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Edison High’s ‘Curious Savage’ redefines family and wealth

Tess Higgins, a student at Langley High School, reviews “The Curious Savage” performed by Thomas Edison High School as part of The Cappies Critics and Awards Program.

Insanity is a “deranged state of the mind usually occurring as a specific disorder.” While this may be Merriam-Webster’s definition, Thomas Edison High School’s production of “The Curious Savage” gave a whole new meaning to the word. In fact, the students thespians made the audience question what characters are really crazy.

Written by John Patrick and first produced in 1950, “The Curious Savage” is a tale of greed, acceptance and compassion. Ethel Savage, an elderly but decisive woman, is placed in The Cloisters mental facility by her three conniving children. After her husband’s death, Ethel received a considerable inheritance—$10 million. Unfortunately for her avaricious children, the money is hidden in a secret location. As Ethel adjusts to life in the hospital and begins to bond and form friendships with other patients, her children become increasingly mad over the possible location of the inheritance.

The cast effectively juxtaposed the patients of The Cloisters with the Savage children. Through palpable chemistry and affection for one another, the patients functioned almost like a family, while the Savages were stoic, distant and self-absorbed. As Mrs. Savage, Emily Wolfteich provided a happy medium between the two groups. Wolfteich displayed Mrs. Savage’s affectionate side when acting as a grandmother figure with the patients, but she quickly and effortlessly transformed into a bitter, sarcastic woman confronting her greedy, ruthless children.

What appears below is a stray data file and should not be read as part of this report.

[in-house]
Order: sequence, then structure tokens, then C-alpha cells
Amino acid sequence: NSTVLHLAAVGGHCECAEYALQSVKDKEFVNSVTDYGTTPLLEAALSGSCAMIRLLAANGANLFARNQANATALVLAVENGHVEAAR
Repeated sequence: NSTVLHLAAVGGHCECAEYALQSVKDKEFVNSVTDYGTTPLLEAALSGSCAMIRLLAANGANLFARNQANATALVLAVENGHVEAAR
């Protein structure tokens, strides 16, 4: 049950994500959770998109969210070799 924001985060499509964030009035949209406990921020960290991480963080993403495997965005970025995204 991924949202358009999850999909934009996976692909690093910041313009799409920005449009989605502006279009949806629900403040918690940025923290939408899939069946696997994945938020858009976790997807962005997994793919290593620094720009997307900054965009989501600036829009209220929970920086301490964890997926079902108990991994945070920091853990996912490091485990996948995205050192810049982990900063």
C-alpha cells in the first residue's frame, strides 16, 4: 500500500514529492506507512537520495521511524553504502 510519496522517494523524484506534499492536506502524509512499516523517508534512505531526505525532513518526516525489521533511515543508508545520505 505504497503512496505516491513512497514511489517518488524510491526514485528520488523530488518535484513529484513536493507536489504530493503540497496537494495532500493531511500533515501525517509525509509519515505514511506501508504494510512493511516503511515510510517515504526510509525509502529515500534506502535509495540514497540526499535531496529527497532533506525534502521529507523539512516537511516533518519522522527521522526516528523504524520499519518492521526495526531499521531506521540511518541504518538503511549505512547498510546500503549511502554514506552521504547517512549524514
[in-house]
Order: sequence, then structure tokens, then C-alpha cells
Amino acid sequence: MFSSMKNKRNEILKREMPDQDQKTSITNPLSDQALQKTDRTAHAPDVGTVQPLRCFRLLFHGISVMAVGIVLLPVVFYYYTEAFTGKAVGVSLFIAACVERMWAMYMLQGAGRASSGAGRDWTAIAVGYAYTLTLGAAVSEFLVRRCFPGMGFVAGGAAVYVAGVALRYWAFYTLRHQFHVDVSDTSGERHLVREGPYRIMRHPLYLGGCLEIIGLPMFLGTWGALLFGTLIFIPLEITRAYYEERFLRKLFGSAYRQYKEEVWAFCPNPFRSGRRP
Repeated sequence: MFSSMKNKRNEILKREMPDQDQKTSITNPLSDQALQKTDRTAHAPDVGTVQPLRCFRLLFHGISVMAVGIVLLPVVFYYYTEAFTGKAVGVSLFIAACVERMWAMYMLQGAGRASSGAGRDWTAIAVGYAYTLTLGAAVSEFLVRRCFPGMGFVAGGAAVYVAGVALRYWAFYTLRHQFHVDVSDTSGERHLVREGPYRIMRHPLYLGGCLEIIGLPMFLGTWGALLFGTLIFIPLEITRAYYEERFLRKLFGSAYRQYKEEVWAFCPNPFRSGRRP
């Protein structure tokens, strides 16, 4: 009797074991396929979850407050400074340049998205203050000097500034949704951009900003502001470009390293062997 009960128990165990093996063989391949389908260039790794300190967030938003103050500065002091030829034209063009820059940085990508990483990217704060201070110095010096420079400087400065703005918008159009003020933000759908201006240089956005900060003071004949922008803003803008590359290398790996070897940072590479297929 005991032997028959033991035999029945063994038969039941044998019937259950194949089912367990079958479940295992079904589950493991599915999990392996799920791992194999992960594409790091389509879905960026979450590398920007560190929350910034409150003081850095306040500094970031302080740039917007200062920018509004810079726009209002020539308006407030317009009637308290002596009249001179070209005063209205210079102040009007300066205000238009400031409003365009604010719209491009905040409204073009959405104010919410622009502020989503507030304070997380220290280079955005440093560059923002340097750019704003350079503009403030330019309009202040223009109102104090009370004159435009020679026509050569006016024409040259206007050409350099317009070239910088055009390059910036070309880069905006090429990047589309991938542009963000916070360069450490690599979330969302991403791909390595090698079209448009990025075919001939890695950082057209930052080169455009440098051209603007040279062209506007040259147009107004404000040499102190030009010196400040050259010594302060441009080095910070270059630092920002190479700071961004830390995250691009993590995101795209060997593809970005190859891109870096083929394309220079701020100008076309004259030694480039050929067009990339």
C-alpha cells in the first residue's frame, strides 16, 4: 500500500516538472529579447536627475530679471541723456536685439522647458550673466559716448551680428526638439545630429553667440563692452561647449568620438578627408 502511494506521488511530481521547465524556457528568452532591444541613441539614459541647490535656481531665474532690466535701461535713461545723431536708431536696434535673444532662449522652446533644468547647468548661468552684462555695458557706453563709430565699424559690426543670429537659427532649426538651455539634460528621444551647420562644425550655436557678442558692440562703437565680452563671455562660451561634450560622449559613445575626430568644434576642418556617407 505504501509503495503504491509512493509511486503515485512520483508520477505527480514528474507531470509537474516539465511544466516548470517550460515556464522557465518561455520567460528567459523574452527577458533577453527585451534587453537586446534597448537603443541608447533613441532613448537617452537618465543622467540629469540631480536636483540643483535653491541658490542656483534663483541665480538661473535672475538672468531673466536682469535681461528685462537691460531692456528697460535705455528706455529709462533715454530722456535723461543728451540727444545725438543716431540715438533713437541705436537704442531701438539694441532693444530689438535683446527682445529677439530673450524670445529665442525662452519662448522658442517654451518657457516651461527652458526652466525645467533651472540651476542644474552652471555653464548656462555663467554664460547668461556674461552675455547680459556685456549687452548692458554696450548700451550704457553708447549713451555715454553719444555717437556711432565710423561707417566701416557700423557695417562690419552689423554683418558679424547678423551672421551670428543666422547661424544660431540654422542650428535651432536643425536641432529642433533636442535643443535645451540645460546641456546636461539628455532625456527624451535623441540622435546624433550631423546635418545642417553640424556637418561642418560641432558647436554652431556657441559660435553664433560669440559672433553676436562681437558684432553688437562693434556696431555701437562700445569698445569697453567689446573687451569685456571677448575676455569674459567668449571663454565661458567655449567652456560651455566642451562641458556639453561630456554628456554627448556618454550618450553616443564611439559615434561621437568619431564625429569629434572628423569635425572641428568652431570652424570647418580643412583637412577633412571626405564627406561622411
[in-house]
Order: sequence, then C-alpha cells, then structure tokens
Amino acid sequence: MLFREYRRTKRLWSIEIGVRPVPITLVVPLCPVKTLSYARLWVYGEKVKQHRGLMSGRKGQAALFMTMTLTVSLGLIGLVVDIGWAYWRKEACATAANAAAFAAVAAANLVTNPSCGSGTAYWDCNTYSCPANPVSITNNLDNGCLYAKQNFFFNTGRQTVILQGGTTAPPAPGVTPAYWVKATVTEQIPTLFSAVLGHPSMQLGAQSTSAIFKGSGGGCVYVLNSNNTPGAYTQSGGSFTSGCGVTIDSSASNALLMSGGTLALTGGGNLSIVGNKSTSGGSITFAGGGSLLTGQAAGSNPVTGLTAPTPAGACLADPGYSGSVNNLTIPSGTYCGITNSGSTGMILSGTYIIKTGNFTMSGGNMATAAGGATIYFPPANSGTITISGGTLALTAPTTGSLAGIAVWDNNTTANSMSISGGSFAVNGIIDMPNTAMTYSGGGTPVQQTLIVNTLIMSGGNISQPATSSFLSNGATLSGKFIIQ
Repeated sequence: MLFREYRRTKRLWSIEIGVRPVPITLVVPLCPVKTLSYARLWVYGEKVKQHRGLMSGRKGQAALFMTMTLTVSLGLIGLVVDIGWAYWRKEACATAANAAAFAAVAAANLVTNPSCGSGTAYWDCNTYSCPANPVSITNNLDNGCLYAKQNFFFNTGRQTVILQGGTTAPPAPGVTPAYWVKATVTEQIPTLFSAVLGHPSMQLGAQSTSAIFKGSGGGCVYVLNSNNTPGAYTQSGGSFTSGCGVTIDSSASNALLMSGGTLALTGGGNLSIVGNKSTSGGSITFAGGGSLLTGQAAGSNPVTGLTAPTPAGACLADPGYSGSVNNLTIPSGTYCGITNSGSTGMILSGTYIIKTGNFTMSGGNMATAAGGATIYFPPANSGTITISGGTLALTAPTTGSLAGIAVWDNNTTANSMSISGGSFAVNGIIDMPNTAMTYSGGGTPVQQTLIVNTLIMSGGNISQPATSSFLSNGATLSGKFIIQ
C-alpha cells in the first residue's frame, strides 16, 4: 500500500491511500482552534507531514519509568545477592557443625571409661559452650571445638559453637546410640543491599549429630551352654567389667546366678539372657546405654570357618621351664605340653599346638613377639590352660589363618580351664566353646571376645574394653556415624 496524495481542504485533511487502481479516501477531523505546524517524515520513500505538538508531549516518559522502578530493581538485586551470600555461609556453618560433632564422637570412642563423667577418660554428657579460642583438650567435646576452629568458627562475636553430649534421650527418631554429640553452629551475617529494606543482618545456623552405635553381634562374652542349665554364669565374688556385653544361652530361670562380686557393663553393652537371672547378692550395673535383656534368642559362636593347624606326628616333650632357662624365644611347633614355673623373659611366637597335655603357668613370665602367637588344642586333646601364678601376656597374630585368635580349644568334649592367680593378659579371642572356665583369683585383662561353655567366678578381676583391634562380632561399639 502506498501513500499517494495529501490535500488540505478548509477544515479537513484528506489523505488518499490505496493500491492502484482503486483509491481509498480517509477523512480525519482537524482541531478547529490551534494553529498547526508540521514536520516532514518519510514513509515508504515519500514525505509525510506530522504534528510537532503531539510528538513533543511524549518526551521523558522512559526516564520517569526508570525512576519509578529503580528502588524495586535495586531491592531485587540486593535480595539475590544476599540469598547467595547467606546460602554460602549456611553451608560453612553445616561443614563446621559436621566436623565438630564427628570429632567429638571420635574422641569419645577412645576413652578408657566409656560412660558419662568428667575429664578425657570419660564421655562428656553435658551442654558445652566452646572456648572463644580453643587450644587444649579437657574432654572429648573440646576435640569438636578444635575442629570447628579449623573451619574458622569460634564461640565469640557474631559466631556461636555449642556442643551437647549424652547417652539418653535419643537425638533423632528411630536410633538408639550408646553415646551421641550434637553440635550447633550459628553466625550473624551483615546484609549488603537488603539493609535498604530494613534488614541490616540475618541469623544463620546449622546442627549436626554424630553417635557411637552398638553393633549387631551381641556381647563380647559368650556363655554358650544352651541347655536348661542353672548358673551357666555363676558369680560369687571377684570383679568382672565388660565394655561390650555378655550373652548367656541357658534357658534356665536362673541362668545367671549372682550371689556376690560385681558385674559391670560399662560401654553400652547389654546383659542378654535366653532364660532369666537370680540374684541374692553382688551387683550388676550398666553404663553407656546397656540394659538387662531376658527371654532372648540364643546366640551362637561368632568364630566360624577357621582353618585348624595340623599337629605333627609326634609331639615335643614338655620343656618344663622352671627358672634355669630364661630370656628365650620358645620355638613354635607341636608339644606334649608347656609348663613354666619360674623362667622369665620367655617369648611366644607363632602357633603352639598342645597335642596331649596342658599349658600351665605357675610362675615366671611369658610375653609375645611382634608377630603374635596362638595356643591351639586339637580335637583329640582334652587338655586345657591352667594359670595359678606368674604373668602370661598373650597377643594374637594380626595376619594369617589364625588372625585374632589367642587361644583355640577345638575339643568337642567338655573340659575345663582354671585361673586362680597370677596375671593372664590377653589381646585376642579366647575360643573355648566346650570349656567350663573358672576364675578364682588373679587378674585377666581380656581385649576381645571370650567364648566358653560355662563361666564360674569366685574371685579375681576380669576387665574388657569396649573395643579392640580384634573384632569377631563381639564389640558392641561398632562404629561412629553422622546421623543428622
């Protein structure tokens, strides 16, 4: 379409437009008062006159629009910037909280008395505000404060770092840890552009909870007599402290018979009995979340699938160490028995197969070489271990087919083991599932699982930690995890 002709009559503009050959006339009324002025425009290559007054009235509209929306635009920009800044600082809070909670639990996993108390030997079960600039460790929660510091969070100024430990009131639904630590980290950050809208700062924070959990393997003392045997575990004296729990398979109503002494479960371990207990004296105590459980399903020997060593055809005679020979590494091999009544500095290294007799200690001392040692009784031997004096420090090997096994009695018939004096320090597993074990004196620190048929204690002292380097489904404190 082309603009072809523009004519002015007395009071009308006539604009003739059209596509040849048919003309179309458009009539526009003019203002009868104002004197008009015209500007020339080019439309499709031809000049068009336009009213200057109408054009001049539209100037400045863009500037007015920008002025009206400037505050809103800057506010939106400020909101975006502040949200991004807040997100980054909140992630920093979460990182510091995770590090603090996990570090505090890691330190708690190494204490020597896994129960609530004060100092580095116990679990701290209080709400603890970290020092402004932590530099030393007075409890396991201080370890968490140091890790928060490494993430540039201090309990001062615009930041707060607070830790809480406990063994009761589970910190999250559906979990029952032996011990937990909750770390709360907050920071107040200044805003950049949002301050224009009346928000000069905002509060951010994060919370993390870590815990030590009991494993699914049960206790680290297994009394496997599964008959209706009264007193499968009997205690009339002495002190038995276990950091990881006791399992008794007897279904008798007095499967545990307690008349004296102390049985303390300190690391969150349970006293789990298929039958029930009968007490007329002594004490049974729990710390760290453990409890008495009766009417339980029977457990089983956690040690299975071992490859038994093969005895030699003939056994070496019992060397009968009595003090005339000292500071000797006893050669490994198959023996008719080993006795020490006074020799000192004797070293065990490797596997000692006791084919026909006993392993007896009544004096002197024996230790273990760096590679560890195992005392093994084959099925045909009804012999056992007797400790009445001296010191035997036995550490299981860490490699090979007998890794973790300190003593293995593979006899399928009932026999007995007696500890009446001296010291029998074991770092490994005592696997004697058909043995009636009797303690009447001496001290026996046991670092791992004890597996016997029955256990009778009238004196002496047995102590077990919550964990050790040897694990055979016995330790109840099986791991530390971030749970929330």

The Cloisters patients were colorful and vivacious. Sophia Sperling shone as the easily distracted and imaginative Fairy May. Her lanky wobble and distinctive facial expressions enraptured the audience. Another standout was Paul Budge as Hannibal. Budge never failed to entertain with his uptight, yet enthusiastic behavior. The patients were always in character, enticing the audience with their quirks and loveable nature.

Visible frustration oozed from the three Savage children. Kristina Ness exhibited Lily Belle’s sense of entitlement and snooty attitude through her clear facial expressions—scoffing at the very thought of being poor. Also, Nicolas Kwatnoski as Titus successfully developed his character’s rage throughout the show with steadfast determination.

The set did not look like a mental hospital. Lively yellow walls, houseplants and paintings made it look more like a welcoming home, but that was kind of the point. Costumes were also well done, with multiple outfits for each character that clearly suited them. A mismatched print dress held up by pins, for example, hung symbolically on the free-spirited Fairy May.

Greed—one of the seven deadly sins—can certainly bring out the worst in people. The Savage children practically had dollar signs in their eyes, relishing any opportunity to become wealthy. Through this charming comedy, Thomas Edison High School proved that a sense of belonging and family matters more than all the money in the world.

By Tess Higgins, Posted by Mario Iván Oña  |  April 28, 2010; 8:47 AM ET
 | Tags: Cappies 2010  
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